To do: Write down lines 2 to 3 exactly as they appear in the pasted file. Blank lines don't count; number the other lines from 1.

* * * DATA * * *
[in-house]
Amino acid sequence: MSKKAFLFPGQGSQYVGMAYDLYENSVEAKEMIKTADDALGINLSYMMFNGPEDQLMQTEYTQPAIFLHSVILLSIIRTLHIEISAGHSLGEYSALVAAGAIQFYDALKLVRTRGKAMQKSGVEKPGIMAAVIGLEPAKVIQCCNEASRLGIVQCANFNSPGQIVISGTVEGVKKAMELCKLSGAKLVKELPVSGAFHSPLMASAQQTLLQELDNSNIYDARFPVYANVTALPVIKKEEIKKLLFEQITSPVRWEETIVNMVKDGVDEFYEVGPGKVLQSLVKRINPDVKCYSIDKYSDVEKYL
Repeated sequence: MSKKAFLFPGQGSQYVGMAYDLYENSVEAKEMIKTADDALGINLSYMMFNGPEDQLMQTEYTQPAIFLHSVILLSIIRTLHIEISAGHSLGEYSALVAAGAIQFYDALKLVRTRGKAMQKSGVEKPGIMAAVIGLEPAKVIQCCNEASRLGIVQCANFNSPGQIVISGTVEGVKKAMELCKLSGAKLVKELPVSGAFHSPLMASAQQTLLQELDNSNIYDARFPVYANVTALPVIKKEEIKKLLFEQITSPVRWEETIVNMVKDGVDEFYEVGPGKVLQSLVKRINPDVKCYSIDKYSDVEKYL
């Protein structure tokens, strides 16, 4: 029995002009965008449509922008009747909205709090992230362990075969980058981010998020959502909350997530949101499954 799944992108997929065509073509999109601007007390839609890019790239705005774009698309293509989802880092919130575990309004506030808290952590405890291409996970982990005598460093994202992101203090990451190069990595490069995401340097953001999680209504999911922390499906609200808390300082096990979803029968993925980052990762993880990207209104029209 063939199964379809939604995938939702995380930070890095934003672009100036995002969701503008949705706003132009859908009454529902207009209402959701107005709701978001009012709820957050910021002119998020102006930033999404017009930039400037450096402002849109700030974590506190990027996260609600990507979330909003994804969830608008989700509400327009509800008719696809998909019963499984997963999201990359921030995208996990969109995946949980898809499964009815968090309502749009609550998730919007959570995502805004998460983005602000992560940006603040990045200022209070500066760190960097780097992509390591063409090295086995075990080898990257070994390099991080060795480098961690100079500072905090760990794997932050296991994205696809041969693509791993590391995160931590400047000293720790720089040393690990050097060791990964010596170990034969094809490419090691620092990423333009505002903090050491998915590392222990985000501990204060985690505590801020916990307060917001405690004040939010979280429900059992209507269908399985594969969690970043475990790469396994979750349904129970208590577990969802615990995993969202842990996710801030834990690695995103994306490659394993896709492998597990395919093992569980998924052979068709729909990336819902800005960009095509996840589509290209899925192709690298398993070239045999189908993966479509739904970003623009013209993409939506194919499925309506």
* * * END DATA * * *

Amino acid sequence: MSKKAFLFPGQGSQYVGMAYDLYENSVEAKEMIKTADDALGINLSYMMFNGPEDQLMQTEYTQPAIFLHSVILLSIIRTLHIEISAGHSLGEYSALVAAGAIQFYDALKLVRTRGKAMQKSGVEKPGIMAAVIGLEPAKVIQCCNEASRLGIVQCANFNSPGQIVISGTVEGVKKAMELCKLSGAKLVKELPVSGAFHSPLMASAQQTLLQELDNSNIYDARFPVYANVTALPVIKKEEIKKLLFEQITSPVRWEETIVNMVKDGVDEFYEVGPGKVLQSLVKRINPDVKCYSIDKYSDVEKYL
Repeated sequence: MSKKAFLFPGQGSQYVGMAYDLYENSVEAKEMIKTADDALGINLSYMMFNGPEDQLMQTEYTQPAIFLHSVILLSIIRTLHIEISAGHSLGEYSALVAAGAIQFYDALKLVRTRGKAMQKSGVEKPGIMAAVIGLEPAKVIQCCNEASRLGIVQCANFNSPGQIVISGTVEGVKKAMELCKLSGAKLVKELPVSGAFHSPLMASAQQTLLQELDNSNIYDARFPVYANVTALPVIKKEEIKKLLFEQITSPVRWEETIVNMVKDGVDEFYEVGPGKVLQSLVKRINPDVKCYSIDKYSDVEKYL